Anatole France (; born François-Anatole Thibault, ; 16 April 1844 – 12 October 1924) was a French poet, journalist, and novelist. He was born in Paris, and died in Saint-Cyr-sur-Loire. He was a successful novelist, with several best-sellers. Ironic and skeptical, he was considered in his day the ideal French man of letters. He was a member of the Académie française, and won the Nobel Prize for Literature in recognition of his literary achievements.
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Some articles on Anatole France:
... Anatole France is a station on Paris Métro Line 3 ... The station is on the Rue Anatole France, which is named after the author Anatole France, winner of the Nobel Prize in Literature in 1921 ...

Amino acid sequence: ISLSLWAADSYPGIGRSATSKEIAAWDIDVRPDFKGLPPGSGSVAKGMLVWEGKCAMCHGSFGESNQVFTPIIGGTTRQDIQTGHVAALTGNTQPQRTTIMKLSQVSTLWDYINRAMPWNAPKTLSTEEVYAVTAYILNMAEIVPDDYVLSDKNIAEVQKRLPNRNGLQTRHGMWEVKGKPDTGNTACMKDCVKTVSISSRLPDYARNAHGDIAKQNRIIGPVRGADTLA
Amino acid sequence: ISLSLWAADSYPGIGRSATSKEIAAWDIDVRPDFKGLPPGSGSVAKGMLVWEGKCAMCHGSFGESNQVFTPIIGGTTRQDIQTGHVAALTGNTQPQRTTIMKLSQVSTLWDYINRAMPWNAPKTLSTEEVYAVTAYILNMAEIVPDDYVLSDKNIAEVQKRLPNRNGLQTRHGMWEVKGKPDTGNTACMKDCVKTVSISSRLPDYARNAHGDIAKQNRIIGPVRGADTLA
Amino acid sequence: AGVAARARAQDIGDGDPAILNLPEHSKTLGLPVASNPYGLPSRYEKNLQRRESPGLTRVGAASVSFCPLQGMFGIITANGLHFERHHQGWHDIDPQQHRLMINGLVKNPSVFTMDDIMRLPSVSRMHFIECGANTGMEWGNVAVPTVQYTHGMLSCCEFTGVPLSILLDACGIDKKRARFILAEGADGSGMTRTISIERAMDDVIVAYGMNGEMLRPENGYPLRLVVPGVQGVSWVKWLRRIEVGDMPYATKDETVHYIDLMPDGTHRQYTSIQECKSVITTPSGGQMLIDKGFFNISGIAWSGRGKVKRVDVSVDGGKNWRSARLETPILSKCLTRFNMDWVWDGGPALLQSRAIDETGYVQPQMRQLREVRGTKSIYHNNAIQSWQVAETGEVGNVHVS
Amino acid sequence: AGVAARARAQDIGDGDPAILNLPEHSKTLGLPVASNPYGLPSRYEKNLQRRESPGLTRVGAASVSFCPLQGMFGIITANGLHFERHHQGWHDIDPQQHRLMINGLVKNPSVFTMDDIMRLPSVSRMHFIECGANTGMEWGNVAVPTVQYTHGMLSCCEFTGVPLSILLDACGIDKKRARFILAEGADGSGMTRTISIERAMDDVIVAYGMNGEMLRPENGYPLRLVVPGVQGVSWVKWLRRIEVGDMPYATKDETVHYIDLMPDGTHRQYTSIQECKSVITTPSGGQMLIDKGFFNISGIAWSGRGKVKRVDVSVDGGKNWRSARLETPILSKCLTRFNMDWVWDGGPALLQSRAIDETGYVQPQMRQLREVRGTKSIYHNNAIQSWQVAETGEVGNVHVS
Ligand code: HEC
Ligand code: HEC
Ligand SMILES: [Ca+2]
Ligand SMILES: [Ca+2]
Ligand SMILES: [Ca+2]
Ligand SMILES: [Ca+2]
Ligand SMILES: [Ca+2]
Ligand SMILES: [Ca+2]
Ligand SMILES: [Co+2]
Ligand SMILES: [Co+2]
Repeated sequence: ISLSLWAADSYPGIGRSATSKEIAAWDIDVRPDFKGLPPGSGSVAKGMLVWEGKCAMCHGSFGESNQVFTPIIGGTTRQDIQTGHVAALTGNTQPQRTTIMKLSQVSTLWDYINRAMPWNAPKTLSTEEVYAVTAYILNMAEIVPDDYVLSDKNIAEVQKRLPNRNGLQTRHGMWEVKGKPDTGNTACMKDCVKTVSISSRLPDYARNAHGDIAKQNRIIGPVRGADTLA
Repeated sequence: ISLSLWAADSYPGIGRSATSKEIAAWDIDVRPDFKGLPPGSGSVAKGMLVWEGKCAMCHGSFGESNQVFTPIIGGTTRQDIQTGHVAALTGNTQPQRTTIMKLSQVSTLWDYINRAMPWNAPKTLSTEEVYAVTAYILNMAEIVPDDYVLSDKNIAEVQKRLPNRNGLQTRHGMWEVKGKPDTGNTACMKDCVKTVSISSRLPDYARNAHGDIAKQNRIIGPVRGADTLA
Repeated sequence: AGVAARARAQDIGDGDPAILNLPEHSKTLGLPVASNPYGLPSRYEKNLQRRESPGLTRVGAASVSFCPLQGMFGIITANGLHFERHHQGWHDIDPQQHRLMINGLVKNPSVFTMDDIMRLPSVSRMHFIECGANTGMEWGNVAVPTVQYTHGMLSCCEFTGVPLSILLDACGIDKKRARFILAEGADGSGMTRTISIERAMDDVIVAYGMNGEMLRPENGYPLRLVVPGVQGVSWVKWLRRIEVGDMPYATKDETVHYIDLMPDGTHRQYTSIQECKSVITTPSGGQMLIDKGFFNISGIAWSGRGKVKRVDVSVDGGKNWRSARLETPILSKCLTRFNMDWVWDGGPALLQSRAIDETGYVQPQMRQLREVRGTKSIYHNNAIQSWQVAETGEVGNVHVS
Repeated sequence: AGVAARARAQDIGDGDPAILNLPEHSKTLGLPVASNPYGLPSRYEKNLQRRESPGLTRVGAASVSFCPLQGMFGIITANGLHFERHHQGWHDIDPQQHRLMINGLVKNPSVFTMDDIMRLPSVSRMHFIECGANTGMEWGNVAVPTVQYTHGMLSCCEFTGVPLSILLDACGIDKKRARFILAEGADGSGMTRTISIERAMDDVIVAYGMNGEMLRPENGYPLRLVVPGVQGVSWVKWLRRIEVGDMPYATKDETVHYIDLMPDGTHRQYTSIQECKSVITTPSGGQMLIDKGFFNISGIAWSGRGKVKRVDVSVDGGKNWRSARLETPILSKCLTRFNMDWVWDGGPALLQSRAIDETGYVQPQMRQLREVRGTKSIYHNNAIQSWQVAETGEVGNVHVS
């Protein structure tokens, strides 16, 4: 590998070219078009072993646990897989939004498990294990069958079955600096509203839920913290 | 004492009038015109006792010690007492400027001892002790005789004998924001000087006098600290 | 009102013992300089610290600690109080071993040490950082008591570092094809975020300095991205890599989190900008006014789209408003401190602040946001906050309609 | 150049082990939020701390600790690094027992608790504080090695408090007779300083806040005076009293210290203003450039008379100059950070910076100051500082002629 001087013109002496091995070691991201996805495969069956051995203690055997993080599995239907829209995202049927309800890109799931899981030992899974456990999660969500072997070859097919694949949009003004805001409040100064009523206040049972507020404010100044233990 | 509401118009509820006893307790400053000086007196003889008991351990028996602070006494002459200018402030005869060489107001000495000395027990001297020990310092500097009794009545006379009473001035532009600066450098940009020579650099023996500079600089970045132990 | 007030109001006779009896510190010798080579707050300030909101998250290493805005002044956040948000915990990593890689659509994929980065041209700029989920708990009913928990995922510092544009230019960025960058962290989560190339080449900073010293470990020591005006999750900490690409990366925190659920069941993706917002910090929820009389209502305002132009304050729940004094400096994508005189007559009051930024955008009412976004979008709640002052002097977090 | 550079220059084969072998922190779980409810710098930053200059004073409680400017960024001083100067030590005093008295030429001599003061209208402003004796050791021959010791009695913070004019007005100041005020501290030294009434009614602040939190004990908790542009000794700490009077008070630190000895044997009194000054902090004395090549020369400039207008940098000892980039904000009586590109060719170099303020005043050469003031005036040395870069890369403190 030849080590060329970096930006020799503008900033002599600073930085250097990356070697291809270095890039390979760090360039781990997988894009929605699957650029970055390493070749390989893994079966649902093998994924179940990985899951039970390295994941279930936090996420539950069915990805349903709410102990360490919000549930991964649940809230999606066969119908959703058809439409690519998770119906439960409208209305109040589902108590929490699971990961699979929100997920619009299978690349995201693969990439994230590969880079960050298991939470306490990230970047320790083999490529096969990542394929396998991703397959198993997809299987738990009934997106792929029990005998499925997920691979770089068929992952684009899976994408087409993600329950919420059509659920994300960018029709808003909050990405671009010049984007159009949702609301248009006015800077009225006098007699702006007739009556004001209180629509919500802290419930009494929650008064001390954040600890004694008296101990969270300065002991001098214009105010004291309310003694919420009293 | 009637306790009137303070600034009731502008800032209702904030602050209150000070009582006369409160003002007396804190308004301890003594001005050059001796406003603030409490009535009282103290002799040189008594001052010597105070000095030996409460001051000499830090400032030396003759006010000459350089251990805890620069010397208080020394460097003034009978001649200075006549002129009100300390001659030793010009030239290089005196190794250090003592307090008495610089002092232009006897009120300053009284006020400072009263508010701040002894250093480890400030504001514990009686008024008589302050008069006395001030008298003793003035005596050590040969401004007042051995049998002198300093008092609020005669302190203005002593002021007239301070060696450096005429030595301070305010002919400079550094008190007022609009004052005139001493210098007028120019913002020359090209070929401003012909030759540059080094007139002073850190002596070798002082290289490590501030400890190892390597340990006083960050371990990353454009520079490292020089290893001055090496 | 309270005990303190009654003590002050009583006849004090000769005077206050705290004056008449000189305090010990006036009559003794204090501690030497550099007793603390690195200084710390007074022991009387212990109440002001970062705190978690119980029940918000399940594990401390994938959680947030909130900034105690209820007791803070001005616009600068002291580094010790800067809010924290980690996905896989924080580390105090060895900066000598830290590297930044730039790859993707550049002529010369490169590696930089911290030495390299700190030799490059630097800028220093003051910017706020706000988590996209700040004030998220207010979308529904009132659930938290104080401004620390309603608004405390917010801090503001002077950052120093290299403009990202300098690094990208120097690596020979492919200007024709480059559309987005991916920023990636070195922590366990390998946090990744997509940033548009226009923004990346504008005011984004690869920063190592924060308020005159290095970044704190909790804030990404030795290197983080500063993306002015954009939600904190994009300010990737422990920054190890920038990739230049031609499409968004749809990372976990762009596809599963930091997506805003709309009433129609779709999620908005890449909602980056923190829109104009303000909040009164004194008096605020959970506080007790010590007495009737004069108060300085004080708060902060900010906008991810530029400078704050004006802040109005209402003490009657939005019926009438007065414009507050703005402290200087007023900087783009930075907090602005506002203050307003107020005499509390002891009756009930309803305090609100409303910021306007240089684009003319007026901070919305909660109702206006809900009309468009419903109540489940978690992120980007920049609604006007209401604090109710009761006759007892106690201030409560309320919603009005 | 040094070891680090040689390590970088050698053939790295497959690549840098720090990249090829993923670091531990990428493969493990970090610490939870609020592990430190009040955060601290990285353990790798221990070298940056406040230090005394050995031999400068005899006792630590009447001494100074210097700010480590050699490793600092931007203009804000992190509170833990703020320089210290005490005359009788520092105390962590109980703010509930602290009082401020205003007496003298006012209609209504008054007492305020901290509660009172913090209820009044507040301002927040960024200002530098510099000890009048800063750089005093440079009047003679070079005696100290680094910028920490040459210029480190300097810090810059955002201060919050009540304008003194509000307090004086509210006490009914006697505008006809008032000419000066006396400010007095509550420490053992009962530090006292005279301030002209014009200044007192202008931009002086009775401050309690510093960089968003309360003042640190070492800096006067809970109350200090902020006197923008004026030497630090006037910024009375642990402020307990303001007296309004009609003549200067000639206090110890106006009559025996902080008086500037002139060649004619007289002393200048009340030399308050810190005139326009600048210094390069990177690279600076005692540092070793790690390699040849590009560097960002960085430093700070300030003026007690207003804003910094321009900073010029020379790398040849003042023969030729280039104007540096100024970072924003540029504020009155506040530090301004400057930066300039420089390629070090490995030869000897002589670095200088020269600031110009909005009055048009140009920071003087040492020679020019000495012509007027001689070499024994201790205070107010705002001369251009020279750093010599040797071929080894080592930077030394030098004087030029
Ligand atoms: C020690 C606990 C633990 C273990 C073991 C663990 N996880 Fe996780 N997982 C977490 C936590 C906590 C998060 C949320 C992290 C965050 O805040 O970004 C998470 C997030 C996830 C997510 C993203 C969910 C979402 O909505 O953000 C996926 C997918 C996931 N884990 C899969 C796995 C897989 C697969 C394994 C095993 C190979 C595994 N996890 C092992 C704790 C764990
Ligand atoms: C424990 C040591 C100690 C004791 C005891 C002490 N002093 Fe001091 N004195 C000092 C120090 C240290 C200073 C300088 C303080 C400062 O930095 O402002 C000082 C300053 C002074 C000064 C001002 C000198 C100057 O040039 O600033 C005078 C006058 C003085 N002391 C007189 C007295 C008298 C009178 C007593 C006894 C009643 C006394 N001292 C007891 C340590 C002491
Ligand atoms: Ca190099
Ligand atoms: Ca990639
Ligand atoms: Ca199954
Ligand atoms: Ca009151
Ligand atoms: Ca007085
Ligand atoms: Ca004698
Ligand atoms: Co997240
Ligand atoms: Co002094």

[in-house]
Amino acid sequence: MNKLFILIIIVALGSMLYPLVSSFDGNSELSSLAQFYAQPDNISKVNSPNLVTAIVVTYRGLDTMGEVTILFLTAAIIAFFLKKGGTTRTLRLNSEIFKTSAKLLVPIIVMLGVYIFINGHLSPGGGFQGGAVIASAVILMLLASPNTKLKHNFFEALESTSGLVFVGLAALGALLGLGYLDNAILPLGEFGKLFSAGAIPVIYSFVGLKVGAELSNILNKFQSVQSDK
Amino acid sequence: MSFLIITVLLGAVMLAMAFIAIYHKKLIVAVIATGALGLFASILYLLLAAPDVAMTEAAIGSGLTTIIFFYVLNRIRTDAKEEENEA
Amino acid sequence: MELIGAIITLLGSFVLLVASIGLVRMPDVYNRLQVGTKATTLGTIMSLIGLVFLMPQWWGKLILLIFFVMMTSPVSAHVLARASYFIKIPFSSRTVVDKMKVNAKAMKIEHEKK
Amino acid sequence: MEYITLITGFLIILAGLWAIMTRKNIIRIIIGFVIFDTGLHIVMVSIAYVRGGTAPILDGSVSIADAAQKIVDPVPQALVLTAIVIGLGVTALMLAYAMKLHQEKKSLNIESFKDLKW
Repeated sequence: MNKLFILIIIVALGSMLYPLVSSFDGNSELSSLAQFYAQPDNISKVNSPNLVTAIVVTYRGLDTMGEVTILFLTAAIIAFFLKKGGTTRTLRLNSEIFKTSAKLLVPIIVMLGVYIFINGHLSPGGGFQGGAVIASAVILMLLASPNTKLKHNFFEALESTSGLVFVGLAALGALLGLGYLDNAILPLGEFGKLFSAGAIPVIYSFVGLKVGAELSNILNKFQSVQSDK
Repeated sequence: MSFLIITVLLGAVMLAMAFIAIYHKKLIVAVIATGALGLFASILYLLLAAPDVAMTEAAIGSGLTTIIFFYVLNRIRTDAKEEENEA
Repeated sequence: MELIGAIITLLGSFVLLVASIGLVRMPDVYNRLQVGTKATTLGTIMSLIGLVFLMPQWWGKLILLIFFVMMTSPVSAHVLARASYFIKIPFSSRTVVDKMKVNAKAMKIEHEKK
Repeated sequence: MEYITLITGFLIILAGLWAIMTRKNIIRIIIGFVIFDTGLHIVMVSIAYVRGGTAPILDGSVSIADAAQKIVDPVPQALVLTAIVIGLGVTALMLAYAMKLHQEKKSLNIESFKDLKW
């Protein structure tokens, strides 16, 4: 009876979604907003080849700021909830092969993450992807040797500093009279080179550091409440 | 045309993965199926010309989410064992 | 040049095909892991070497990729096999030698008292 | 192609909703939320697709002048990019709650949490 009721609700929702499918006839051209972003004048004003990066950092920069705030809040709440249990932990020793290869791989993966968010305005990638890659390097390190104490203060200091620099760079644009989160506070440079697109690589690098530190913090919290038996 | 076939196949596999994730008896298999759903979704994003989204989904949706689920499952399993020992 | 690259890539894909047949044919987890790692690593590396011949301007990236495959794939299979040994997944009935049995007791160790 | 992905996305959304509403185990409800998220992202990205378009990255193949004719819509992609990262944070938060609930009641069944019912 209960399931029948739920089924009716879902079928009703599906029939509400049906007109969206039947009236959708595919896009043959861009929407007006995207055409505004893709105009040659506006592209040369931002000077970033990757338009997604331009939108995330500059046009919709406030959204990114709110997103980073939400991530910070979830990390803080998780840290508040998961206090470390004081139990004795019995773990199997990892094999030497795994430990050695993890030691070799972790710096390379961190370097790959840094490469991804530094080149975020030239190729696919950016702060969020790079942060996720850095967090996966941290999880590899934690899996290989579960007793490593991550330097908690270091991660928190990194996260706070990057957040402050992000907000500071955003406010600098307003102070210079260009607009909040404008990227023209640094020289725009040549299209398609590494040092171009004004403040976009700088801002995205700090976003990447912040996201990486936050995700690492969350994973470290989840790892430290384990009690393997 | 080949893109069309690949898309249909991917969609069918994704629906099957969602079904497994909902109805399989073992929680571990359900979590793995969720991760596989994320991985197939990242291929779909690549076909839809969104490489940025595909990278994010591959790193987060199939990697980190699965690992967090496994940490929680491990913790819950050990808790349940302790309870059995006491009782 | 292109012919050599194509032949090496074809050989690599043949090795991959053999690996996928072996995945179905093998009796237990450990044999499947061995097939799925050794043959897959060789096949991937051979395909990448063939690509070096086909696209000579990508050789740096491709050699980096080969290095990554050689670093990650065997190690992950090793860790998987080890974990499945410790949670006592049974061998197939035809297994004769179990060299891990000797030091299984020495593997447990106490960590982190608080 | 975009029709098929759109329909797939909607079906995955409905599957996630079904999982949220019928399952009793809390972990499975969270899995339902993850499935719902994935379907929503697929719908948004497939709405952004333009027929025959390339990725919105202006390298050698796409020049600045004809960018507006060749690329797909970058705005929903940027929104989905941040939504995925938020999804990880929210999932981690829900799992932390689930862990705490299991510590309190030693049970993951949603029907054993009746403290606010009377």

... too prudent for my own good." (Fable by Anatole France.) "If 50 million people say a foolish thing, is it still a foolish thing?" "Nine tenths of education is encouragement." "All religions ...
... France's Thaïs is an historical novel published at Paris in 1890 and written by Anatole France (1844–1924) ... The libretto by Louis Gallet (1835–1898) drew upon the novel of Anatole France ... film, produced by Samuel Goldwyn (1879-1974), also drew on the novel by Anatole France ...
Famous quotes containing the words anatole france and/or france:
“Lovers who love truly do not write down their happiness.”
—Anatole France (18441924)
“Intellectuals can tell themselves anything, sell themselves any bill of goods, which is why they were so often patsies for the ruling classes in nineteenth-century France and England, or twentieth-century Russia and America.”
—Lillian Hellman (19071984)